Oil painting is an old and impressive form of art, but often requires a lot of materials that are not useful in other mediums. This article will outline one of the most popular mediums to use with oil paint: linseed oil.
Pairing linseed oil with your oil paints will give them a smooth, hard finish as well as extend their drying time. It will also make your oil paints more transparent while increasing their ability to flow over the canvas. A final layer of linseed oil mixed in with your oil paints will make your painting less likely to crack.
Finally, you can combine linseed oil with turpentine in a way that makes for an ideal paint medium to use in combination with your favorite oil paints.
What is linseed oil?
Linseed oil is also known as flaxseed or flax oil. This is because it is made from flax seeds.
Linseed oil can be processed in various ways, some of which are edible. Linseed oil supplements are a source of Omega-3 fatty acids, however, you should only consume linseed oil that is advertised as a supplement.
Linseed oil is used to manufacture linoleum, add a finish to wood projects, and as a hardener for putties. But this article will focus on linseed oil’s uses in oil painting.
Why is linseed oil used for oil painting?
Oil painters mix linseed oil with paint to thin the texture and extend its drying time.
It is one of the most popular mediums to use in combination with oil paint. You would use it similar to using water with acrylics – it thins the distribution of pigments in the paints, making them more transparent.
Linseed oil vs turpentine
Turpentine has almost the opposite effect on oil paints. Linseed oil is a retardant that will make your paint dry slower. Turpentine (or mineral spirits) is a solvent, and it will make your oil paint dry much faster.
Because it makes the paints dry faster, it is best to use turpentine on the first few layers of your oil painting. Slower-drying paint, such as that mixed with linseed oil, should always be applied over completely dry layers.
Turpentine is a useful medium and very popular among oil painters. It is usually found in every oil painter’s studio because it also works well for cleaning brushes.
Which linseed oil works best for painting?
Since linseed oil has so many uses, you should only purchase linseed oil from an art supplier. Other varieties will have adverse effects on your paints and your finished work.
Most linseed oil made for artists is known as refined linseed oil or cold-pressed linseed oil. There are slight differences between both of these varieties. Refined linseed oil has less of a chance of yellowing over time, while cold-pressed has had less added chemicals and is considered more stable.
How will linseed oil affect your paint?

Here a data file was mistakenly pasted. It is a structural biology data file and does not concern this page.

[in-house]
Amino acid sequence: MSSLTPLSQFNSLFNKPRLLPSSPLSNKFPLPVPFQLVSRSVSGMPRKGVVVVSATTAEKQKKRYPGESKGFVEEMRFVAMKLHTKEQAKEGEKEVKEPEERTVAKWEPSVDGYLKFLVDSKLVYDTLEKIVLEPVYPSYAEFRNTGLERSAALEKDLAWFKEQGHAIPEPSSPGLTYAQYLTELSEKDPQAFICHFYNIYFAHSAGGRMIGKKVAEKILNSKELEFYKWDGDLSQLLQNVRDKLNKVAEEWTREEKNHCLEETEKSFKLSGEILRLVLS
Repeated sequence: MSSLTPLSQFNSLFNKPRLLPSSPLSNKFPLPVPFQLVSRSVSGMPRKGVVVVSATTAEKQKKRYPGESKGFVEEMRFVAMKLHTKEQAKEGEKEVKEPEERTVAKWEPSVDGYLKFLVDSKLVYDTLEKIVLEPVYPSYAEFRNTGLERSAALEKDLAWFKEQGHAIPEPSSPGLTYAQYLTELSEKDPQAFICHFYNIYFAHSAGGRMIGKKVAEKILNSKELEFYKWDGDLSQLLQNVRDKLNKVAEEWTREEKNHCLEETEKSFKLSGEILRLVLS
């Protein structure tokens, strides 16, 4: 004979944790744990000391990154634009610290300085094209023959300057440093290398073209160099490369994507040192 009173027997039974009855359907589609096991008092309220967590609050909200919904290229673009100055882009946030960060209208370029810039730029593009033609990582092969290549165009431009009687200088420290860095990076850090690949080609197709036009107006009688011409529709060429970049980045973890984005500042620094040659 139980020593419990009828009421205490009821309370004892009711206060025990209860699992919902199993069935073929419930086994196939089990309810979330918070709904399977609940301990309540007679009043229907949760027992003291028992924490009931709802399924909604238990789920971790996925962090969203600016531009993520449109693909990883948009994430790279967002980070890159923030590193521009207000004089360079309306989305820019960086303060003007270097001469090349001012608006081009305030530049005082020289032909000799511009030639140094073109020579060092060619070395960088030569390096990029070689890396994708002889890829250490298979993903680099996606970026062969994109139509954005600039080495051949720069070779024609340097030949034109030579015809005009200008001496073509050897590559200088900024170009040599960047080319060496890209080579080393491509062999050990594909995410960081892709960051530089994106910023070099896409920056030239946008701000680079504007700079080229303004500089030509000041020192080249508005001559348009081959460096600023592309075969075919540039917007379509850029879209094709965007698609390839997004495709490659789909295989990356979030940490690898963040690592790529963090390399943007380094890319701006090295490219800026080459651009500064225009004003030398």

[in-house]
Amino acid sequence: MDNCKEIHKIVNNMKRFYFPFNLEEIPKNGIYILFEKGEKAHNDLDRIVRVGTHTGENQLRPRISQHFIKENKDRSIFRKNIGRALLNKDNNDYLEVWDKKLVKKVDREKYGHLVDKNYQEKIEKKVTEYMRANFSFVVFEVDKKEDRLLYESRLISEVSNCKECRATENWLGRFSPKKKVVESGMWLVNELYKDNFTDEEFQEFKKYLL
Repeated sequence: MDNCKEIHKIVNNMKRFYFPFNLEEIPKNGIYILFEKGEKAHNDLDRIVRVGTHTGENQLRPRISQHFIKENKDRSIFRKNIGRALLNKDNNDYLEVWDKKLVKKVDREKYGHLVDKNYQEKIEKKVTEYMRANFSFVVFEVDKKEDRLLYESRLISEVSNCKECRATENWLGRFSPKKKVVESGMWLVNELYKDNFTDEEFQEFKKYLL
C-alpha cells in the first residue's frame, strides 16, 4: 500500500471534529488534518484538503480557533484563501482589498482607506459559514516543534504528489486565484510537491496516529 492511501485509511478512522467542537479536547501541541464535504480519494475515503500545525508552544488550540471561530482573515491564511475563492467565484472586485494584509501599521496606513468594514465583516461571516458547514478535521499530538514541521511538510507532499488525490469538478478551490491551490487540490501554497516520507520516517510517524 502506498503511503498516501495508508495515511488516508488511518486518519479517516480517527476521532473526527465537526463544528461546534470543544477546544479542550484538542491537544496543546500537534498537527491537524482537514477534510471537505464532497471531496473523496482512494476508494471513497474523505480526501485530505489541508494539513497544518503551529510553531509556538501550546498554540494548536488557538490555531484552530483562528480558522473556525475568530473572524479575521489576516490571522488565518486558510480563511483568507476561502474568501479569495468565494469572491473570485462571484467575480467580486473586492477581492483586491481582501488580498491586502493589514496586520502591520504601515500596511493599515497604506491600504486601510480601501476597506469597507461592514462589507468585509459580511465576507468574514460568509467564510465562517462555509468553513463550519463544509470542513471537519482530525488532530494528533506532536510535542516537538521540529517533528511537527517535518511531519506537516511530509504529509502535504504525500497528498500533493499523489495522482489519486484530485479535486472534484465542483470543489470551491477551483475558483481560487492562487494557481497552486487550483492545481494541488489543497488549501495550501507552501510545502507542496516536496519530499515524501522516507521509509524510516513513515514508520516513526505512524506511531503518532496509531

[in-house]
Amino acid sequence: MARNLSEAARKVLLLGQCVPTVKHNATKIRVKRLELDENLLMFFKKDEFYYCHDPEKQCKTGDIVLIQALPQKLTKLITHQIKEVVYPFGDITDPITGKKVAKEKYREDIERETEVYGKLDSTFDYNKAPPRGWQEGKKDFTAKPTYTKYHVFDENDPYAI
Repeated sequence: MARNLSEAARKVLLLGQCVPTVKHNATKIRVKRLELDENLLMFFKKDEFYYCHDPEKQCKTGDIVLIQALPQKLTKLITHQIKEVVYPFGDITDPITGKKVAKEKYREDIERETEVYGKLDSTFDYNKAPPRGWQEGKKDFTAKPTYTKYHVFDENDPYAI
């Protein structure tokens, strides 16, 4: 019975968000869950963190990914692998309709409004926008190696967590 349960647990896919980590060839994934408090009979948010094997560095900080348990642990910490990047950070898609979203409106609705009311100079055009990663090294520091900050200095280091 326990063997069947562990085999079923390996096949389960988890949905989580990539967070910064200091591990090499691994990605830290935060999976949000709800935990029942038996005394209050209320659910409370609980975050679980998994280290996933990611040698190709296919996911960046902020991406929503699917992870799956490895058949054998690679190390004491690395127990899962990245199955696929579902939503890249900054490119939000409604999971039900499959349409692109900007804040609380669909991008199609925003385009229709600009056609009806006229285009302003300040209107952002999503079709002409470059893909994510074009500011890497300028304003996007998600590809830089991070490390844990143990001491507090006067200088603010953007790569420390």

Smart artists will know the effects of their mediums before they apply them. Linseed oil will add multiple new properties to your oil paint when you mix the two.
First, linseed oil will make your oil paint buttery smooth. It will be easier to mix with other colors in this form.
When you first squeeze oil paint out of the tube, it can be quite hard to smooth. Linseed oil will help your paint become smooth and workable, both with other colors and on your painting.
In addition to making the paints smooth to work with, they will also increase in transparency. The particles of pigment in the paints will separate with the added medium. Semi-transparent glazes are a popular way to add interested, layered colors in oil paintings.
It’s important to note that linseed oil, especially if it appears yellow in the bottle, may tend to yellow your lighter pigments. Mediums such as walnut oil can extend drying time without yellowing paint. However, the drying time will extend even longer than the drying time of linseed oil, so be cautious when trying other oil-based mediums.
Next, linseed oil will extend the drying time of your paints. Oil paint already takes quite some time to dry, and linseed oil could easily extend this to about a week’s worth of time, depending on how thick your final layers of paint are.
Be sure to note that you should apply the “fat over lean” rule when it comes to linseed oil. This oil is the “fat” that adds drying time to your oil paints. Because of this, it should always be painted over top of “lean” layers, such as those without added oil or those mixed with turpentine.
Finally, linseed oil will help make your paintings more durable. Once they dry, the paints mixed with this medium will dry hard. Your paintings will be less likely to crack and crumble if their final layers of paint are mixed with linseed oil.
The hard paints will also be glossier, giving a shiny finish to your pieces. This fact is crucial to note if you prefer a matte finish – linseed oil will add a noticeable sheen to your work.
How do you mix linseed oil with your paint?
Artists have different preferences when it comes to mixing mediums with their paints. Some prefer to place their medium on the palette and mix it in, like it was another paint color. Others prefer to dip the tips of their brushes into the medium and transfer it to their paints in that way.
One useful way to use linseed oil is to mix it with turpentine to create a useful oil painting medium. Dan from EmptyEasel.com suggests using a ratio of one-part linseed oil to two-parts turpentine and mixing them in a glass jar with a tight lid. The oil will be resistant to mixing with the turpentine, but after a few days the mixture will be fully integrated.
Once mixed, this medium allows artists to get the benefits of linseed oil, including the extended drying time and increased durability of the paint. It also assists in mixing different brands of oil paint smoothly. It will not take much of this medium to improve the mixing capabilities of your paints.